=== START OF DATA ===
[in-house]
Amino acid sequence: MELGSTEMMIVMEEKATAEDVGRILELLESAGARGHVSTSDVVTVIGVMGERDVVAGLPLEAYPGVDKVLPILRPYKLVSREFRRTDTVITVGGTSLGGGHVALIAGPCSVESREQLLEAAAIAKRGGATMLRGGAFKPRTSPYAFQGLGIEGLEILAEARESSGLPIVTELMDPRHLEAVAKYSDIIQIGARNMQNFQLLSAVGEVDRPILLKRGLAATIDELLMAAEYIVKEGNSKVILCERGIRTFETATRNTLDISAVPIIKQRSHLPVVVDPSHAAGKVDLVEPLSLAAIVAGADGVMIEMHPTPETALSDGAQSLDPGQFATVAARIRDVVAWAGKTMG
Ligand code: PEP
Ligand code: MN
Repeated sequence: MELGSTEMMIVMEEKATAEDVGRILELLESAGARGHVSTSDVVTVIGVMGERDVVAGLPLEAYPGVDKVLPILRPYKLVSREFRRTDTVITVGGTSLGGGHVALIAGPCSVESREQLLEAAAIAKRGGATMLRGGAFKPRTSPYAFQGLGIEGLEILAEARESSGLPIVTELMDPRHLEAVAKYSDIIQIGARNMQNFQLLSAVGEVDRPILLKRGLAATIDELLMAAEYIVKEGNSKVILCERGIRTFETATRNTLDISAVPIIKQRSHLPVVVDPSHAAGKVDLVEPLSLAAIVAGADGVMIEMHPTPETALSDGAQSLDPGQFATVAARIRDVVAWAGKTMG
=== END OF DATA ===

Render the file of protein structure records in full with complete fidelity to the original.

[in-house]
Amino acid sequence: MELGSTEMMIVMEEKATAEDVGRILELLESAGARGHVSTSDVVTVIGVMGERDVVAGLPLEAYPGVDKVLPILRPYKLVSREFRRTDTVITVGGTSLGGGHVALIAGPCSVESREQLLEAAAIAKRGGATMLRGGAFKPRTSPYAFQGLGIEGLEILAEARESSGLPIVTELMDPRHLEAVAKYSDIIQIGARNMQNFQLLSAVGEVDRPILLKRGLAATIDELLMAAEYIVKEGNSKVILCERGIRTFETATRNTLDISAVPIIKQRSHLPVVVDPSHAAGKVDLVEPLSLAAIVAGADGVMIEMHPTPETALSDGAQSLDPGQFATVAARIRDVVAWAGKTMG
Ligand code: PEP
Ligand code: MN
Repeated sequence: MELGSTEMMIVMEEKATAEDVGRILELLESAGARGHVSTSDVVTVIGVMGERDVVAGLPLEAYPGVDKVLPILRPYKLVSREFRRTDTVITVGGTSLGGGHVALIAGPCSVESREQLLEAAAIAKRGGATMLRGGAFKPRTSPYAFQGLGIEGLEILAEARESSGLPIVTELMDPRHLEAVAKYSDIIQIGARNMQNFQLLSAVGEVDRPILLKRGLAATIDELLMAAEYIVKEGNSKVILCERGIRTFETATRNTLDISAVPIIKQRSHLPVVVDPSHAAGKVDLVEPLSLAAIVAGADGVMIEMHPTPETALSDGAQSLDPGQFATVAARIRDVVAWAGKTMG